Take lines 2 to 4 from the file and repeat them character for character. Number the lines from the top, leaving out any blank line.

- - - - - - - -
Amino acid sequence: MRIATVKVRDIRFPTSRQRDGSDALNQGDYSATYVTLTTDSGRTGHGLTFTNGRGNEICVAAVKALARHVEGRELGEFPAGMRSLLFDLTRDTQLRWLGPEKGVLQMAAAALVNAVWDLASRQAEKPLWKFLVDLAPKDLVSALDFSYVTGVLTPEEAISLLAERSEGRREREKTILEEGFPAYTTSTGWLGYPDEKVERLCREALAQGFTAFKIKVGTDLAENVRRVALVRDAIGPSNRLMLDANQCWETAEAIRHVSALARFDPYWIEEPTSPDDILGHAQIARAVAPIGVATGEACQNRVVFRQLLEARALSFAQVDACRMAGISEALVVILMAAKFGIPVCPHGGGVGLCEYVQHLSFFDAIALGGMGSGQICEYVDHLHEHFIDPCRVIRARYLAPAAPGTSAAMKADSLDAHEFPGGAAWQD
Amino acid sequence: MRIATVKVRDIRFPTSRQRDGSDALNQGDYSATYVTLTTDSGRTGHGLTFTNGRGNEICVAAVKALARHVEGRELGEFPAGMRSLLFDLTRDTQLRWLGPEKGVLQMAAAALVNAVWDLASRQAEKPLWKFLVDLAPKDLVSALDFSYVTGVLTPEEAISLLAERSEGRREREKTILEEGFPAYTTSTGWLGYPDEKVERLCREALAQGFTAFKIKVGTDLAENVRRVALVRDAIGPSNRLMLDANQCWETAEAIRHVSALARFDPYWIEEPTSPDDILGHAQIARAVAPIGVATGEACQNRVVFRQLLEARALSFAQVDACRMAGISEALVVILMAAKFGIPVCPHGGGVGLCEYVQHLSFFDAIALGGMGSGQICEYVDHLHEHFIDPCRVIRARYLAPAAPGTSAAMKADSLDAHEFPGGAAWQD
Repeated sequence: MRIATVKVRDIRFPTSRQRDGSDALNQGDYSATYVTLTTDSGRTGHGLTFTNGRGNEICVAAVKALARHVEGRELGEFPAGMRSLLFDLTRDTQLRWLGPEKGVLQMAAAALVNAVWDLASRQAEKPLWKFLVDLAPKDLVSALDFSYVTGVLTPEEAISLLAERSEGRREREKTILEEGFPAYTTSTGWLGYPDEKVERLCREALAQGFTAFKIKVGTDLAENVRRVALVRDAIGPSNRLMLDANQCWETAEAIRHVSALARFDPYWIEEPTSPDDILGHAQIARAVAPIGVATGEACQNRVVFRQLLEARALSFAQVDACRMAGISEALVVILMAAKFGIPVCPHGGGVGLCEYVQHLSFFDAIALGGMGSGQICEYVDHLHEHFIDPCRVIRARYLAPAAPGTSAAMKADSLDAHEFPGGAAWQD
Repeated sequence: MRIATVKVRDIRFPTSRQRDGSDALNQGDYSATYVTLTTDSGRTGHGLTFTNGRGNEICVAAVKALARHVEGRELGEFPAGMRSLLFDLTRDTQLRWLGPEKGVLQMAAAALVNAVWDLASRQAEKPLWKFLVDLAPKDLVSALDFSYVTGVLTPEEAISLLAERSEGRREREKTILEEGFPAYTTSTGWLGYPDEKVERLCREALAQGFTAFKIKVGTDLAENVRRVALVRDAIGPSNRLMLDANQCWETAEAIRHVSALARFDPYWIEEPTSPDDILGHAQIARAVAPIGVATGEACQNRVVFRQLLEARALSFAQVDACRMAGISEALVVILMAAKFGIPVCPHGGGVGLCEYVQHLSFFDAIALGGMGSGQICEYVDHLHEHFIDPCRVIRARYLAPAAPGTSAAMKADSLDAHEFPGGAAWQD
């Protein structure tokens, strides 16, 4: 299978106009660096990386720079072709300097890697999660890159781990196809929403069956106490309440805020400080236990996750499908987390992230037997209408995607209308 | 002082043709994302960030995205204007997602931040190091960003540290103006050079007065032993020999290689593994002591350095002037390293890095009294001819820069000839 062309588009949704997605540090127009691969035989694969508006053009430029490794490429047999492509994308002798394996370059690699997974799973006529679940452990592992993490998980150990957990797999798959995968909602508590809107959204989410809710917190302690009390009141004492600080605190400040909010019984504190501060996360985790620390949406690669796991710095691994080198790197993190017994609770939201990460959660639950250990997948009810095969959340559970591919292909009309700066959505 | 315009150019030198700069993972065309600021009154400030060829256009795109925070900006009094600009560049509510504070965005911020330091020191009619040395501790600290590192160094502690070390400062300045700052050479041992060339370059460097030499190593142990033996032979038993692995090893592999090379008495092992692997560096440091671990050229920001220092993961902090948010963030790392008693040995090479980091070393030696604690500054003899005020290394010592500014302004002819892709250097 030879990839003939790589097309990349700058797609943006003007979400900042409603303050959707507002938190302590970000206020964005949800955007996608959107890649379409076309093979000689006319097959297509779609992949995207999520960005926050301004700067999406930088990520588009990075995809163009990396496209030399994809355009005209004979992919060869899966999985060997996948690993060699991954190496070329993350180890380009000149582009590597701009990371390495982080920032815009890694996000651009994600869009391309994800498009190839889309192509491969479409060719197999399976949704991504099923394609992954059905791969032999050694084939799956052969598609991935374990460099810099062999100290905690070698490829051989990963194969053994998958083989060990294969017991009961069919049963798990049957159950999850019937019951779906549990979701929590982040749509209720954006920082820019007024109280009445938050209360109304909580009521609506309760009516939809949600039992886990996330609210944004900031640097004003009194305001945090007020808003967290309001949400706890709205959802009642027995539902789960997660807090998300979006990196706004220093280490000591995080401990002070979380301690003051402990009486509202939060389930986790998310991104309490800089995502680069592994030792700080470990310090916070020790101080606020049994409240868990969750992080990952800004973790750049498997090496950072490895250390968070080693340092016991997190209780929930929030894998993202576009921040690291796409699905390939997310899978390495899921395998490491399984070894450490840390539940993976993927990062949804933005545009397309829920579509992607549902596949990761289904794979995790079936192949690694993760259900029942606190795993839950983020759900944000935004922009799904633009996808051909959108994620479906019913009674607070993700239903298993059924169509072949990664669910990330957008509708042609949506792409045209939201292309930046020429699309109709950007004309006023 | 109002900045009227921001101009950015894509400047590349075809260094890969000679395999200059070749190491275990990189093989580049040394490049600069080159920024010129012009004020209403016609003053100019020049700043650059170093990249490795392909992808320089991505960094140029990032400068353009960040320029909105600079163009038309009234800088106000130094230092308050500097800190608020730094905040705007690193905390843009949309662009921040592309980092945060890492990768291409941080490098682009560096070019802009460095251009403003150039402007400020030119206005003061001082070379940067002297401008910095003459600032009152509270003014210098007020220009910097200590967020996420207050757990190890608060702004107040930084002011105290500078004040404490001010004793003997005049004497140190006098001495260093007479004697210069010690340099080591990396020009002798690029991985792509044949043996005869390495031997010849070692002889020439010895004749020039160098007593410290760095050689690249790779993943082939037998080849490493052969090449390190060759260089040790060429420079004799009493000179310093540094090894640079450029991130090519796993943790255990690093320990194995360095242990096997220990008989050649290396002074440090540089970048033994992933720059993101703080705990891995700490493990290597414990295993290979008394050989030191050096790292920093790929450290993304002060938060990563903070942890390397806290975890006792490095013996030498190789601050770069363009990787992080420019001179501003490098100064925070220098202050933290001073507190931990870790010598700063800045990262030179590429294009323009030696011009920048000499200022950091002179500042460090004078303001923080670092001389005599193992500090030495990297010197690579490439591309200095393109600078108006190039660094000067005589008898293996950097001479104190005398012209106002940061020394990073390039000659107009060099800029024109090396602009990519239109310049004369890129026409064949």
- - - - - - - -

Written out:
Amino acid sequence: MRIATVKVRDIRFPTSRQRDGSDALNQGDYSATYVTLTTDSGRTGHGLTFTNGRGNEICVAAVKALARHVEGRELGEFPAGMRSLLFDLTRDTQLRWLGPEKGVLQMAAAALVNAVWDLASRQAEKPLWKFLVDLAPKDLVSALDFSYVTGVLTPEEAISLLAERSEGRREREKTILEEGFPAYTTSTGWLGYPDEKVERLCREALAQGFTAFKIKVGTDLAENVRRVALVRDAIGPSNRLMLDANQCWETAEAIRHVSALARFDPYWIEEPTSPDDILGHAQIARAVAPIGVATGEACQNRVVFRQLLEARALSFAQVDACRMAGISEALVVILMAAKFGIPVCPHGGGVGLCEYVQHLSFFDAIALGGMGSGQICEYVDHLHEHFIDPCRVIRARYLAPAAPGTSAAMKADSLDAHEFPGGAAWQD
Repeated sequence: MRIATVKVRDIRFPTSRQRDGSDALNQGDYSATYVTLTTDSGRTGHGLTFTNGRGNEICVAAVKALARHVEGRELGEFPAGMRSLLFDLTRDTQLRWLGPEKGVLQMAAAALVNAVWDLASRQAEKPLWKFLVDLAPKDLVSALDFSYVTGVLTPEEAISLLAERSEGRREREKTILEEGFPAYTTSTGWLGYPDEKVERLCREALAQGFTAFKIKVGTDLAENVRRVALVRDAIGPSNRLMLDANQCWETAEAIRHVSALARFDPYWIEEPTSPDDILGHAQIARAVAPIGVATGEACQNRVVFRQLLEARALSFAQVDACRMAGISEALVVILMAAKFGIPVCPHGGGVGLCEYVQHLSFFDAIALGGMGSGQICEYVDHLHEHFIDPCRVIRARYLAPAAPGTSAAMKADSLDAHEFPGGAAWQD
Repeated sequence: MRIATVKVRDIRFPTSRQRDGSDALNQGDYSATYVTLTTDSGRTGHGLTFTNGRGNEICVAAVKALARHVEGRELGEFPAGMRSLLFDLTRDTQLRWLGPEKGVLQMAAAALVNAVWDLASRQAEKPLWKFLVDLAPKDLVSALDFSYVTGVLTPEEAISLLAERSEGRREREKTILEEGFPAYTTSTGWLGYPDEKVERLCREALAQGFTAFKIKVGTDLAENVRRVALVRDAIGPSNRLMLDANQCWETAEAIRHVSALARFDPYWIEEPTSPDDILGHAQIARAVAPIGVATGEACQNRVVFRQLLEARALSFAQVDACRMAGISEALVVILMAAKFGIPVCPHGGGVGLCEYVQHLSFFDAIALGGMGSGQICEYVDHLHEHFIDPCRVIRARYLAPAAPGTSAAMKADSLDAHEFPGGAAWQD